Please upgrade your browser for the best possible experience.

Chrome Firefox Internet Explorer
×

Legal question: is it possible to claim to have murdered a certain familily?

STAR WARS: The Old Republic > English > General Discussion
Legal question: is it possible to claim to have murdered a certain familily?

TheKilltech's Avatar


TheKilltech
02.17.2017 , 07:04 PM | #1
someone on twitter claimed his dark side character murdered a certain family. that made me wonder. it is possible to claim murder in all 4 cases - from a legal perspective? In 2/4 cases i can't see how you can do worse then just self defense kills no matter what. in 1/4 i am not sure if there is even an option to be made directly responsible for the death. the last one i haven't seen yet so i can't judge. so not much material for murder - and lets take British laws here as e.g. german concept of murder is insanely hard to fulfill.

so yeah, looks like just a bold claim that cannot be backed up by facts. then again its twitter :P

but admittedly, it's kind of hard to achieve murder against people that are trying much harder to murder you instead. it must be kind of funny for dark siders... against such opponents one owns evilness is always overshadowed and put to shame in comparison. i mean its hard to look evil at all.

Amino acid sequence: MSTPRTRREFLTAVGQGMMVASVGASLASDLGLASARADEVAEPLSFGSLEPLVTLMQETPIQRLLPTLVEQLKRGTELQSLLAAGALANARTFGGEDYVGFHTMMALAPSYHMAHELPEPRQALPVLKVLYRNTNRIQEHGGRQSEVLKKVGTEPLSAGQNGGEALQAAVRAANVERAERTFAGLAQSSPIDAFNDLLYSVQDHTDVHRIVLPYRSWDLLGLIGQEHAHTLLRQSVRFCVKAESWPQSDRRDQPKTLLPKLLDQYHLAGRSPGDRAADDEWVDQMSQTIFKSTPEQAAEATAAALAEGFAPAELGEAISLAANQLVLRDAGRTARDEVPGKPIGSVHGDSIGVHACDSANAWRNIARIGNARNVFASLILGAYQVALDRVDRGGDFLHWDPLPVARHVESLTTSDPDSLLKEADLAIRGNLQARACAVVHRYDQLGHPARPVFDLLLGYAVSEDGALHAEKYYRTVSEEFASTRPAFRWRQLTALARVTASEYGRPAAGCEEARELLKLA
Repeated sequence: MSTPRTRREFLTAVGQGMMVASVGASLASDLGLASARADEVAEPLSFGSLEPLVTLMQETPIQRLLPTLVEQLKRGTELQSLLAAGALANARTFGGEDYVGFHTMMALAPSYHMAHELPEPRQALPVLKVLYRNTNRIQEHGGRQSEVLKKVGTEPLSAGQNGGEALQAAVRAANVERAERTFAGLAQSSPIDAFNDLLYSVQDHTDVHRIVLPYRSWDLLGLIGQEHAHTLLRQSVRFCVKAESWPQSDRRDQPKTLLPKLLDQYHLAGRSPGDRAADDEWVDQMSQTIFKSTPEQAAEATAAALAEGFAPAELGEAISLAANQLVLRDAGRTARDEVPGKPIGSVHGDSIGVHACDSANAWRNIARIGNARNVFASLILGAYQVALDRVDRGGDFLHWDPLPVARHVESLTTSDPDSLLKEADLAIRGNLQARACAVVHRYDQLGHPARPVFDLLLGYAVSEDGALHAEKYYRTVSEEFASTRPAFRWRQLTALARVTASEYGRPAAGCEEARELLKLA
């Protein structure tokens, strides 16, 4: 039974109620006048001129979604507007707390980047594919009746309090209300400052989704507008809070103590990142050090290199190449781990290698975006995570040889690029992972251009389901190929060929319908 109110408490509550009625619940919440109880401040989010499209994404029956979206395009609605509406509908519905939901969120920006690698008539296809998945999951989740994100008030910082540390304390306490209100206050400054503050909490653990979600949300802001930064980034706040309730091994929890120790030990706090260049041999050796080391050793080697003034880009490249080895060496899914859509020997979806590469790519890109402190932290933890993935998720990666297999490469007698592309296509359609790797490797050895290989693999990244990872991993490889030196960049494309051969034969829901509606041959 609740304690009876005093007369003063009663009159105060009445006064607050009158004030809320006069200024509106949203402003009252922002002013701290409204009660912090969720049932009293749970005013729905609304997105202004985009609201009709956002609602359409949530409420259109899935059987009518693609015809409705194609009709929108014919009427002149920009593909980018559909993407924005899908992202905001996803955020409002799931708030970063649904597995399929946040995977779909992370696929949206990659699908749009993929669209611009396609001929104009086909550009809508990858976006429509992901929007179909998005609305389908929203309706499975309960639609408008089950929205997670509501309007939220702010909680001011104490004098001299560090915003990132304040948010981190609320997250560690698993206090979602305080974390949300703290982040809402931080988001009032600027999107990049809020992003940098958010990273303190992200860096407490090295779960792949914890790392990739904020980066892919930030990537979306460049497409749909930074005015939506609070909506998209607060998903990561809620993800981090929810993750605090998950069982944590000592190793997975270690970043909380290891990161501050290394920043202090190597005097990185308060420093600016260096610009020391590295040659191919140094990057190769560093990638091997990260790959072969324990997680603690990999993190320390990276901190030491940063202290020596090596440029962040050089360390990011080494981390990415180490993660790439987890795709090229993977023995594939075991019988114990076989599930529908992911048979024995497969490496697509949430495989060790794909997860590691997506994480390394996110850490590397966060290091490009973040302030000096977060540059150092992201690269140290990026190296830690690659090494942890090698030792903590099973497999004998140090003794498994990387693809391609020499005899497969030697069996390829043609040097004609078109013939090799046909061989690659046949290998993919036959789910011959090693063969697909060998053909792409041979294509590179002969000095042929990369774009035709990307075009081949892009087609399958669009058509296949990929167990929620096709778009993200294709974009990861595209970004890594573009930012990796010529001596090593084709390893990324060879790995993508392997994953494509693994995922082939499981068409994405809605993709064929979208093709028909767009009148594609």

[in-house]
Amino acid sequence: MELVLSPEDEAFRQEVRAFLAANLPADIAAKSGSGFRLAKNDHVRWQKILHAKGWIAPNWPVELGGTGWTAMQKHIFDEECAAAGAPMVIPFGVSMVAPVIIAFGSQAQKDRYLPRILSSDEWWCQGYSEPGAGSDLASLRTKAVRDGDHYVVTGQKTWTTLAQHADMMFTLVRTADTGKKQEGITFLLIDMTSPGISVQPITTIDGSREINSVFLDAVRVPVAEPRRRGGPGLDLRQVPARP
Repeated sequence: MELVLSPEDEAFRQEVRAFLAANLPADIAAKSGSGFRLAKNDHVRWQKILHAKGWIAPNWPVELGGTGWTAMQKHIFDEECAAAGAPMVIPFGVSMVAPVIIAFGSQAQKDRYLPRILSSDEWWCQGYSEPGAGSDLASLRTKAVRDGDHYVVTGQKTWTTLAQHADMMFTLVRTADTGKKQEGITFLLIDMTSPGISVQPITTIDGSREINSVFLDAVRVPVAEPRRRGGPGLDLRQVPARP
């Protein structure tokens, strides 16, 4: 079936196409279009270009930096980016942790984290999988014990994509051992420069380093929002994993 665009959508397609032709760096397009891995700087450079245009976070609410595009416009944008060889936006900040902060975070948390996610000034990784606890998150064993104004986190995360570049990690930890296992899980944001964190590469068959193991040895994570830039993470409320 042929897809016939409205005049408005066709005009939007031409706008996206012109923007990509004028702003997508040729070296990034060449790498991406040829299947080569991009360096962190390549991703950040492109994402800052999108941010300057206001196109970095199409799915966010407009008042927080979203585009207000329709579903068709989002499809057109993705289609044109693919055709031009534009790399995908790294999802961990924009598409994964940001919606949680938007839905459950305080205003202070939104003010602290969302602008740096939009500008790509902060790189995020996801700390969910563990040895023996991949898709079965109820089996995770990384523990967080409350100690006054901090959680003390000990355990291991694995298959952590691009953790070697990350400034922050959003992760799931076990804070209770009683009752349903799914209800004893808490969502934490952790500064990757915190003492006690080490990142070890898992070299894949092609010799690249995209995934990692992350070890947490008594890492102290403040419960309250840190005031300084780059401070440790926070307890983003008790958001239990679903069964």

americanaussie's Avatar


americanaussie
02.17.2017 , 07:18 PM | #2
I saw that and thought it was hilarious. DS technically did kill the whole family there.

americanaussie's Avatar


americanaussie
02.17.2017 , 07:27 PM | #3
Murder by definition is the premeditated killing of another person. I'd say one could argue that they had been plotting the death of the entire family after waking up. There's definitely premeditation in both the jedi knight and sith warrior to kill Valk. They both without question murdered him. My SW is hunting Arcann and Vaylin and has dreamt of killing Senya since her betrayal. She will murder them all when I finish kotet.

My IA killed them out of duty. She did not murder them all. She would have let Senya live but Senya couldn't be trusted and therefore she made the decision there. My SW lives, breathes, etc thinking about murdering them. She's evil.

SithKoriandr's Avatar


SithKoriandr
02.17.2017 , 07:46 PM | #4
Quote: Originally Posted by americanaussie View Post
Murder by definition is the premeditated killing of another person. I'd say one could argue that they had been plotting the death of the entire family after waking up. There's definitely premeditation in both the jedi knight and sith warrior to kill Valk. They both without question murdered him. My SW is hunting Arcann and Vaylin and has dreamt of killing Senya since her betrayal. She will murder them all when I finish kotet.

My IA killed them out of duty. She did not murder them all. She would have let Senya live but Senya couldn't be trusted and therefore she made the decision there. My SW lives, breathes, etc thinking about murdering them. She's evil.
When you're going after an evil monster, such as the Emperor, and kill him, it is not considered murder. Especially when one is sent their by the faction that you belong to.